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Blogging to Learn

Gina recently posted about blogging as a learning mechanism, a topic I’ve had sitting in my “write about this someday” queue for a while (originally motivated by this post on Coding Horror).  I was going to take a different spin on it, but her education-based look at the idea was a new angle for me and so I decided to run with it (plus she basically called all of us EMC bloggers out; I can’t ignore that!).
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Make your voice heard

If you’re active in social media, blogging, twittering, meeting and connecting with people across the world and across your workplace in new and exciting ways, you’re probably used to making your voice heard.  You’re probably getting used to the fact that real work gets done in these back channels.  But tomorrow in the US is about the front channels.

I’m not here to endorse a candidate.  I’m here to endorse the process of voting.  Regardless of how you feel about the presidential race, there are real issues being decided in hundreds of local elections across the country tomorrow.  Sometimes issues like these are decided by a handful of votes.  Staying home because you’re apathetic about the president, or because you know your vote won’t change your state’s “color” on the CNN map Tuesday night is a mistake.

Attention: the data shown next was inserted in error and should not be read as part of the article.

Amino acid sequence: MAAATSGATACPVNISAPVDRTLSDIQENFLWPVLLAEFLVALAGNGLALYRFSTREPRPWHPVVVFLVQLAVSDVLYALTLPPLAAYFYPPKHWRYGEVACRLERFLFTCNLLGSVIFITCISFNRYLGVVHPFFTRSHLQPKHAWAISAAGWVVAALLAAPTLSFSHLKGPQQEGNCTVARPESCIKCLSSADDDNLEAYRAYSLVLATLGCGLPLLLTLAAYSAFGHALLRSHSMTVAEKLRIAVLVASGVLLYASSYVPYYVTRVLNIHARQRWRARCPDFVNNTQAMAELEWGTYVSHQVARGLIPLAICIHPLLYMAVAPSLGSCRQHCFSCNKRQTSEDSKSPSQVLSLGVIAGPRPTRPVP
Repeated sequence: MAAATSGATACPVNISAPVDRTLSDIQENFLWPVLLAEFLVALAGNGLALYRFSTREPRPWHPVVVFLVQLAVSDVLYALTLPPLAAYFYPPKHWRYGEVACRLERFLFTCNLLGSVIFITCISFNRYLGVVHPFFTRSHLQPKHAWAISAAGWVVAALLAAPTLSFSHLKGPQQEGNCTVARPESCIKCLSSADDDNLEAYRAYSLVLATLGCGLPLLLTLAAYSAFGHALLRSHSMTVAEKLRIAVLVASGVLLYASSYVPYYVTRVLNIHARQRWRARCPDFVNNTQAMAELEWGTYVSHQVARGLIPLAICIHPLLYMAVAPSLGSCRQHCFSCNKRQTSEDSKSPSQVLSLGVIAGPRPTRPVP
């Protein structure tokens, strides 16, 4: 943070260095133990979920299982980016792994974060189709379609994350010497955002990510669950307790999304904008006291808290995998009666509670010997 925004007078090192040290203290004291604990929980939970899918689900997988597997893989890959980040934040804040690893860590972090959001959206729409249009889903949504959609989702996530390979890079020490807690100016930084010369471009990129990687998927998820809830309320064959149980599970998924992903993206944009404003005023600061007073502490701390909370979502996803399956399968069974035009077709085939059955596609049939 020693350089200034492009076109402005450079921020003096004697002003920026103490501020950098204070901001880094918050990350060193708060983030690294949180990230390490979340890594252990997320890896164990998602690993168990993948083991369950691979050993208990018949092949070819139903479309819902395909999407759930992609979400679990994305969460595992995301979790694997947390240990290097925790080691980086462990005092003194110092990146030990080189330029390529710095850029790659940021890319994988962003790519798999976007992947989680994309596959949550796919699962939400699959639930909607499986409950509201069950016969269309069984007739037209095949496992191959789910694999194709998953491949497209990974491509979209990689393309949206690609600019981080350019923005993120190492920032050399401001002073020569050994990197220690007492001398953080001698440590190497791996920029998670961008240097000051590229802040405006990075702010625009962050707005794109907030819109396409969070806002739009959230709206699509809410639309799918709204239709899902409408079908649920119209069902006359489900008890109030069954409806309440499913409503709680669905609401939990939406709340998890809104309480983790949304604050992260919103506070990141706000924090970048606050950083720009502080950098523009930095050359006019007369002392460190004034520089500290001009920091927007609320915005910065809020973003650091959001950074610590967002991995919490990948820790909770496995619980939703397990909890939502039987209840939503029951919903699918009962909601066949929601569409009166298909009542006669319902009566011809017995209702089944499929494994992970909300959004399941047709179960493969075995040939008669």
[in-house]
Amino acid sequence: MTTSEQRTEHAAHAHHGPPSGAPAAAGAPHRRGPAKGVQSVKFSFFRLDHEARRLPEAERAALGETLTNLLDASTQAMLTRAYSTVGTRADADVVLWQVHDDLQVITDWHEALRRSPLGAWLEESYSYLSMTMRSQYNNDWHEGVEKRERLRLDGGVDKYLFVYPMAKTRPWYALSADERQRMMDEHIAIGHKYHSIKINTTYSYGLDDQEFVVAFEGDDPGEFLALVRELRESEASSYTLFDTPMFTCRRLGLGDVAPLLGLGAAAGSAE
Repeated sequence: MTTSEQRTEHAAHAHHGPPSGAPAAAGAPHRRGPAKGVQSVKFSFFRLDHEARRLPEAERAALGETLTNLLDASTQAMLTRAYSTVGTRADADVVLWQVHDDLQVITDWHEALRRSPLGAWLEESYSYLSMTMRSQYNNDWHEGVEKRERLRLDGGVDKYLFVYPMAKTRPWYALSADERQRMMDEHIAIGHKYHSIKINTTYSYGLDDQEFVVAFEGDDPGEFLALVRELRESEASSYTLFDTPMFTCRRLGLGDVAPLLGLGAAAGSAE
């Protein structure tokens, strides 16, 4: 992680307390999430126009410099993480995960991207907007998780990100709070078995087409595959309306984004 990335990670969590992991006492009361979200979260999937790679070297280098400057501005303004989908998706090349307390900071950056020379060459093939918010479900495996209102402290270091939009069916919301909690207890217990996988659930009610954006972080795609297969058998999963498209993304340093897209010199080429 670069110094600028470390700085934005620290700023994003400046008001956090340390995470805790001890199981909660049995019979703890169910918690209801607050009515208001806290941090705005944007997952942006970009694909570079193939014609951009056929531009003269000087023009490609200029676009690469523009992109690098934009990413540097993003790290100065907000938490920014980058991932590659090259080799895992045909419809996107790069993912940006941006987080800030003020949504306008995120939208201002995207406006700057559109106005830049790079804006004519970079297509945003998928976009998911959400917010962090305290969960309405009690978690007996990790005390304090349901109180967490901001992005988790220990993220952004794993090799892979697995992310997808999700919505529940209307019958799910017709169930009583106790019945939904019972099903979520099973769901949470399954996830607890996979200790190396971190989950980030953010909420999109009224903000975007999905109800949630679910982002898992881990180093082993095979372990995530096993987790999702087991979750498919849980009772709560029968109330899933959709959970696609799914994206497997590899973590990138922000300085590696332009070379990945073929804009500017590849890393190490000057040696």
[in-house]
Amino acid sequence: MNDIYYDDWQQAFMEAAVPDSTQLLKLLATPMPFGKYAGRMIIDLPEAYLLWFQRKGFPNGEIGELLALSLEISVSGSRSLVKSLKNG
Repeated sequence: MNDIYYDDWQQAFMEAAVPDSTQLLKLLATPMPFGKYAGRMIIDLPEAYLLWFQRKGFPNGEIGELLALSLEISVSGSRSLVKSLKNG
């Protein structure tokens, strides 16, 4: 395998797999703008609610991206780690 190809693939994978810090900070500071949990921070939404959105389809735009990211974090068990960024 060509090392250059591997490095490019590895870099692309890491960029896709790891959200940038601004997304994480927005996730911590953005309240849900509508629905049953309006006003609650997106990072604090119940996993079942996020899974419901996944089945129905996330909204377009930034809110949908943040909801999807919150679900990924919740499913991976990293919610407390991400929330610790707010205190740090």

Even if “your” candidate or cause loses tomorrow, you’ve taken a step to being more involved.  You’re not just watching from the sidelines, you’re participating.  There’s a reason we’re all active here online — and those reasons apply just as much in person as they do here with the ones and zeroes.

So come in to work an hour late, leave an hour early, whatever, and get to the polls.

I don’t even own a TV!

Here’s an Internet culture test: how long after someone posts a comment about a particular TV show will someone else respond with “I don’t even own a TV“?  It happens more often than you’d think — on the Ars Technica openforum it happened often enough that it evolved into a meme/joke — someone would ask for advice on fixing their Toyota and someone would jokingly say “I don’t even own a car.”  How should I cut my hair?  “I don’t even have hair!”  And so on.